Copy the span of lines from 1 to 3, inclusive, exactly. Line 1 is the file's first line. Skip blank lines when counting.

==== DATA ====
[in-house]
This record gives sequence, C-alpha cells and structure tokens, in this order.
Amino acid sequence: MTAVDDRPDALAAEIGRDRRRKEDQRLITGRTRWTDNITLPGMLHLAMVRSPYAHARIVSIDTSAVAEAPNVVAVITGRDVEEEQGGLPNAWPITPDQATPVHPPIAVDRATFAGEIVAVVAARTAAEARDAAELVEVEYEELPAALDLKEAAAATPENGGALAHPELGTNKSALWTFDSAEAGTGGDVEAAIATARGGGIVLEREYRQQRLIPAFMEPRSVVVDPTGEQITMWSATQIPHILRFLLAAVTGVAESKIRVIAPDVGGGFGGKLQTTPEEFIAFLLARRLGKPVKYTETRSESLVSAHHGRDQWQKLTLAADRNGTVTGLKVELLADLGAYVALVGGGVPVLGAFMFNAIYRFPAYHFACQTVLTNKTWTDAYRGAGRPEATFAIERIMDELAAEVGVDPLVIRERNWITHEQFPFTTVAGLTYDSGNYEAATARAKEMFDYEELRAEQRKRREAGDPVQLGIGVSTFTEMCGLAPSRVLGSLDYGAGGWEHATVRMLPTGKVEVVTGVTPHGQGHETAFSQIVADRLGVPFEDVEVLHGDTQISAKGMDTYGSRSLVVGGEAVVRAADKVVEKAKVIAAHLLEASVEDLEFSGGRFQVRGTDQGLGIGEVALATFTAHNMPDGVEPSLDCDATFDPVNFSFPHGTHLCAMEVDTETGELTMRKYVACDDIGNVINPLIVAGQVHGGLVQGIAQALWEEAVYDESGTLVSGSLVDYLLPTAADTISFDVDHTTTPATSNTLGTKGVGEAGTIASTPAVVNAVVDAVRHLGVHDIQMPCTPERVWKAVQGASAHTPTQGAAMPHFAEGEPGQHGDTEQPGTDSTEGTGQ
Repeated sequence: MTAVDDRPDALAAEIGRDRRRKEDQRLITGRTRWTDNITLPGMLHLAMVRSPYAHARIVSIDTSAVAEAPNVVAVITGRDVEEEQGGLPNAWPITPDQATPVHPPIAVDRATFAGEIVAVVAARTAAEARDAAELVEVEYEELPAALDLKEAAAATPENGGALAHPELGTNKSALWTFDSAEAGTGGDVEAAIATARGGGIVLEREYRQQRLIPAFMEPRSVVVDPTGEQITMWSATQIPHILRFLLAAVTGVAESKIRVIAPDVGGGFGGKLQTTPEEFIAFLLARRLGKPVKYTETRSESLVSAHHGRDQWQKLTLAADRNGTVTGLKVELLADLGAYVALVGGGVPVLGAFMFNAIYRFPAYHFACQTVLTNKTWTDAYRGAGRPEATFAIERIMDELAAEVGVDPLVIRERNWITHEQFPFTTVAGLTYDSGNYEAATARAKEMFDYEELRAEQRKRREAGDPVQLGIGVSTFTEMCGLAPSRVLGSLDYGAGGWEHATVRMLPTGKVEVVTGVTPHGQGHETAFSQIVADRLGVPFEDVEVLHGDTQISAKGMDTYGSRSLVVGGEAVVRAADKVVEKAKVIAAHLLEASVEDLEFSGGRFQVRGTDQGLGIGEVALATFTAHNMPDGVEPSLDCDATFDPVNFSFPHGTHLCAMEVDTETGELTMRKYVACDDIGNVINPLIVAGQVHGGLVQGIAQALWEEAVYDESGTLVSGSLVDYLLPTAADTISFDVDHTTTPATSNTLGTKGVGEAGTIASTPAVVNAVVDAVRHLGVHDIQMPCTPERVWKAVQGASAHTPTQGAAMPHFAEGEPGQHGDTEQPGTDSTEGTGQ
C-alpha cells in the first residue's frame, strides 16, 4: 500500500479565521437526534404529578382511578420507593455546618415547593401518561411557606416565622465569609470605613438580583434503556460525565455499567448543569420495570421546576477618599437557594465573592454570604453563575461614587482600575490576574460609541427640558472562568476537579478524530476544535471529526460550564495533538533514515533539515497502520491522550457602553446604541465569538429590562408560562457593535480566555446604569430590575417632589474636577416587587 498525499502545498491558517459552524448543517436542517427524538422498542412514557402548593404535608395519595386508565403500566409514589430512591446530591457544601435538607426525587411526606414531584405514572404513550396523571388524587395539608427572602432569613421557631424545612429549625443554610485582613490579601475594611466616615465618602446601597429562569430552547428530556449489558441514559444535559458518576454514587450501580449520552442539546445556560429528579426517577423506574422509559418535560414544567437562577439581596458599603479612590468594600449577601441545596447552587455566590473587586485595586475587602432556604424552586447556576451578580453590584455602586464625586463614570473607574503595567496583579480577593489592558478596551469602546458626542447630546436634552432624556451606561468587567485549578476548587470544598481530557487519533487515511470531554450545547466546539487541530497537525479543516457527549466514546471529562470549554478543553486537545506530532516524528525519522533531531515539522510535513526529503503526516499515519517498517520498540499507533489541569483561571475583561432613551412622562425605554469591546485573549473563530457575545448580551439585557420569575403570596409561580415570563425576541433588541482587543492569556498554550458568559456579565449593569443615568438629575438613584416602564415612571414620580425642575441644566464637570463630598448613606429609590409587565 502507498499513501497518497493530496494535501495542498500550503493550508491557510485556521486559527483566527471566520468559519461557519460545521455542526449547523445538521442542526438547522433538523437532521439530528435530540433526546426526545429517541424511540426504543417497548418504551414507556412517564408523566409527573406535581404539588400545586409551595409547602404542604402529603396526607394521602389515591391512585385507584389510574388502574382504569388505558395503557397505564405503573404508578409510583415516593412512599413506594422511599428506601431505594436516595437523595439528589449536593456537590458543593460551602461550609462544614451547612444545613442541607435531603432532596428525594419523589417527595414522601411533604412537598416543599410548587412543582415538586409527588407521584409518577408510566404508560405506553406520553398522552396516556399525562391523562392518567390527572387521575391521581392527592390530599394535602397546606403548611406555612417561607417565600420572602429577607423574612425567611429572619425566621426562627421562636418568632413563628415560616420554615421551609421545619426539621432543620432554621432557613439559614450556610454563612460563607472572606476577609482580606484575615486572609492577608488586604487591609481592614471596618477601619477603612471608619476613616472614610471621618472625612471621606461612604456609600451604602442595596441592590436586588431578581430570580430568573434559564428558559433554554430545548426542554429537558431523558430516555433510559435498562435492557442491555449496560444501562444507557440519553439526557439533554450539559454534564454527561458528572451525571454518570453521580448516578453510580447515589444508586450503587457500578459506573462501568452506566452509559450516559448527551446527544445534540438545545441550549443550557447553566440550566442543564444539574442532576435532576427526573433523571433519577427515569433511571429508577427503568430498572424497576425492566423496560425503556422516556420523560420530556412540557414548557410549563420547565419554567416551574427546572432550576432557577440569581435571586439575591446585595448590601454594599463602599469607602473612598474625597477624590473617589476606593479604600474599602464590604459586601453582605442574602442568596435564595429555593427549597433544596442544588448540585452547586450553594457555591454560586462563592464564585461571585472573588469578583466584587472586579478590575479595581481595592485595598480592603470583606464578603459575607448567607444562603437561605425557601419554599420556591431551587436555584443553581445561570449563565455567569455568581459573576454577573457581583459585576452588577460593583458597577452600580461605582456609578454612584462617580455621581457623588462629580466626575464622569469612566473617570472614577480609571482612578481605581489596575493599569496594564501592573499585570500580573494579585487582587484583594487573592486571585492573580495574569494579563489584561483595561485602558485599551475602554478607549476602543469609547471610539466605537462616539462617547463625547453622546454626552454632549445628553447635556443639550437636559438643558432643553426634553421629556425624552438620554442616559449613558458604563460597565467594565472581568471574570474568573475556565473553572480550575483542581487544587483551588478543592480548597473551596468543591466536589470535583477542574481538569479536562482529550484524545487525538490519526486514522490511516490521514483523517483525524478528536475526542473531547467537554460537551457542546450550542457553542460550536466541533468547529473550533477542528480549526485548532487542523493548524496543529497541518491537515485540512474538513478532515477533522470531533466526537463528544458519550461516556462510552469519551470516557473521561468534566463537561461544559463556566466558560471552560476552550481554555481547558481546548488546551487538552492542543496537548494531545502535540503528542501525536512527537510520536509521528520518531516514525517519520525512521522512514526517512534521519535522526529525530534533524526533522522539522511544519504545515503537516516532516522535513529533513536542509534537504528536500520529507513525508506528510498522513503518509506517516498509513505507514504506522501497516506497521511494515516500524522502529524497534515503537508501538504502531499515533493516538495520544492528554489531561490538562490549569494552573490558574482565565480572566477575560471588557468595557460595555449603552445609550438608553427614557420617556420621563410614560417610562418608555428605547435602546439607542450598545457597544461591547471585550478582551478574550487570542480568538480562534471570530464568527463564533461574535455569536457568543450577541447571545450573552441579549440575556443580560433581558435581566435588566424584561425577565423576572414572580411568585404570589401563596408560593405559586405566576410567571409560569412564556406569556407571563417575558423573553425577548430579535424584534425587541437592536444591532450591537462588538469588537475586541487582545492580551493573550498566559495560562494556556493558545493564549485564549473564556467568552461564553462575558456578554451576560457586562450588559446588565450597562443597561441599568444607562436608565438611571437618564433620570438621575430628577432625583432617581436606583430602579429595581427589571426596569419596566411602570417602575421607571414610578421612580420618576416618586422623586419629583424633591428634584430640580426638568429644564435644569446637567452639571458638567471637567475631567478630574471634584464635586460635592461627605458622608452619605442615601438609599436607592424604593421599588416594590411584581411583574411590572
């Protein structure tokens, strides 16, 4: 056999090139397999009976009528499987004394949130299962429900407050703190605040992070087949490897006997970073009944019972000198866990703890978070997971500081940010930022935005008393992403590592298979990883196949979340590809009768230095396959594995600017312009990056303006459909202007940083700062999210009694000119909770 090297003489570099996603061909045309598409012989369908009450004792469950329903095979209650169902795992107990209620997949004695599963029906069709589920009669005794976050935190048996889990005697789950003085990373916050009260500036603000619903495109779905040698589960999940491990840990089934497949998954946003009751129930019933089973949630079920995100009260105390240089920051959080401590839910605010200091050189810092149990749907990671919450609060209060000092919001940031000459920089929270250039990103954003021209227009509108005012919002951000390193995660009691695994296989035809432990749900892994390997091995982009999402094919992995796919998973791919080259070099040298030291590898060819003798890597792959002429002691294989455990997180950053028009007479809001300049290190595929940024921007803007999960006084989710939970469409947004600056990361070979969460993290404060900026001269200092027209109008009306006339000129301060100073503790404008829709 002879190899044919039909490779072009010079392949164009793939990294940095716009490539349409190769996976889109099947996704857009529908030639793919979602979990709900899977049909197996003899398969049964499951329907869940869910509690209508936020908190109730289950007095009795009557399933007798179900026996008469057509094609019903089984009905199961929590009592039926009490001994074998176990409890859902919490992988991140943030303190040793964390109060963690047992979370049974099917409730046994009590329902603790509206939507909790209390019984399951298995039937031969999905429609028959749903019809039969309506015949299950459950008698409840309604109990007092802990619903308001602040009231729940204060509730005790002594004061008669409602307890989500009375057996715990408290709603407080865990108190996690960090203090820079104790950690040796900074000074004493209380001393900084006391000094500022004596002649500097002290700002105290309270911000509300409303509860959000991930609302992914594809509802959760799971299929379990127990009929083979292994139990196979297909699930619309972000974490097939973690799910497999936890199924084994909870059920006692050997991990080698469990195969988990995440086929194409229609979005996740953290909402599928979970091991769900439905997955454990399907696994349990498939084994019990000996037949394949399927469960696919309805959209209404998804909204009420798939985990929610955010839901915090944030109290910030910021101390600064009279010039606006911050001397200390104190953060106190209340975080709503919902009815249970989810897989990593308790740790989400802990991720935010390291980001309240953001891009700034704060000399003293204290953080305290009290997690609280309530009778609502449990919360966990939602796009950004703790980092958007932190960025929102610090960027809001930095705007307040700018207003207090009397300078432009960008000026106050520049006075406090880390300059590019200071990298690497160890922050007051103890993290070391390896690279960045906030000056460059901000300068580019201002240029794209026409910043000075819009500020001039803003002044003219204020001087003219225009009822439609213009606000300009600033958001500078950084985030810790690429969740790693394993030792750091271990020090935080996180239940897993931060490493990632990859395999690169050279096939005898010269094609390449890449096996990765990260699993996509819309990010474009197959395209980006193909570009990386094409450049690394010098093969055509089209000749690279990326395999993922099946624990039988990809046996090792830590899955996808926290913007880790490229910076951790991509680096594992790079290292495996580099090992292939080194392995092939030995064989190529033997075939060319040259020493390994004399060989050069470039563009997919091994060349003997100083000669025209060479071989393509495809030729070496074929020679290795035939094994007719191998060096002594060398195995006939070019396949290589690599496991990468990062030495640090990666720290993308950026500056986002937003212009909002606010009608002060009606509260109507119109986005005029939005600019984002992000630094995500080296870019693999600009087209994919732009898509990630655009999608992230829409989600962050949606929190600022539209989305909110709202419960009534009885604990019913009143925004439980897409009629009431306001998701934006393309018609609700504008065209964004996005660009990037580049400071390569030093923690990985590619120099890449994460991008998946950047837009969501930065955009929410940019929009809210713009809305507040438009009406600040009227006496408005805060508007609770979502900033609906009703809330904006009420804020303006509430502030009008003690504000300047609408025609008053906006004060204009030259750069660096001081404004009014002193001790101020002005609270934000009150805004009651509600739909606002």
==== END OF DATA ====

[in-house]
This record gives sequence, C-alpha cells and structure tokens, in this order.
Amino acid sequence: MTAVDDRPDALAAEIGRDRRRKEDQRLITGRTRWTDNITLPGMLHLAMVRSPYAHARIVSIDTSAVAEAPNVVAVITGRDVEEEQGGLPNAWPITPDQATPVHPPIAVDRATFAGEIVAVVAARTAAEARDAAELVEVEYEELPAALDLKEAAAATPENGGALAHPELGTNKSALWTFDSAEAGTGGDVEAAIATARGGGIVLEREYRQQRLIPAFMEPRSVVVDPTGEQITMWSATQIPHILRFLLAAVTGVAESKIRVIAPDVGGGFGGKLQTTPEEFIAFLLARRLGKPVKYTETRSESLVSAHHGRDQWQKLTLAADRNGTVTGLKVELLADLGAYVALVGGGVPVLGAFMFNAIYRFPAYHFACQTVLTNKTWTDAYRGAGRPEATFAIERIMDELAAEVGVDPLVIRERNWITHEQFPFTTVAGLTYDSGNYEAATARAKEMFDYEELRAEQRKRREAGDPVQLGIGVSTFTEMCGLAPSRVLGSLDYGAGGWEHATVRMLPTGKVEVVTGVTPHGQGHETAFSQIVADRLGVPFEDVEVLHGDTQISAKGMDTYGSRSLVVGGEAVVRAADKVVEKAKVIAAHLLEASVEDLEFSGGRFQVRGTDQGLGIGEVALATFTAHNMPDGVEPSLDCDATFDPVNFSFPHGTHLCAMEVDTETGELTMRKYVACDDIGNVINPLIVAGQVHGGLVQGIAQALWEEAVYDESGTLVSGSLVDYLLPTAADTISFDVDHTTTPATSNTLGTKGVGEAGTIASTPAVVNAVVDAVRHLGVHDIQMPCTPERVWKAVQGASAHTPTQGAAMPHFAEGEPGQHGDTEQPGTDSTEGTGQ